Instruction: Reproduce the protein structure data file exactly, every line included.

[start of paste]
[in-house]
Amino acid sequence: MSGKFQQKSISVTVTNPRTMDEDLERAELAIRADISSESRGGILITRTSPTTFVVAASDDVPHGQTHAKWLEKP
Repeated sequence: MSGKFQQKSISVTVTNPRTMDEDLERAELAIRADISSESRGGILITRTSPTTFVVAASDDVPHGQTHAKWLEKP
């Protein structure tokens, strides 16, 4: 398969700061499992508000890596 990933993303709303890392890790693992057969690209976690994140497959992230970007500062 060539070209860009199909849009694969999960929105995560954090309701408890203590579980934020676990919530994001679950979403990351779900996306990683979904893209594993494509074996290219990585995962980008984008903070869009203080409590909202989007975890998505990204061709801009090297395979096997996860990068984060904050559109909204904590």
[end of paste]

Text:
[in-house]
Amino acid sequence: MSGKFQQKSISVTVTNPRTMDEDLERAELAIRADISSESRGGILITRTSPTTFVVAASDDVPHGQTHAKWLEKP
Repeated sequence: MSGKFQQKSISVTVTNPRTMDEDLERAELAIRADISSESRGGILITRTSPTTFVVAASDDVPHGQTHAKWLEKP
């Protein structure tokens, strides 16, 4: 398969700061499992508000890596 990933993303709303890392890790693992057969690209976690994140497959992230970007500062 060539070209860009199909849009694969999960929105995560954090309701408890203590579980934020676990919530994001679950979403990351779900996306990683979904893209594993494509074996290219990585995962980008984008903070869009203080409590909202989007975890998505990204061709801009090297395979096997996860990068984060904050559109909204904590």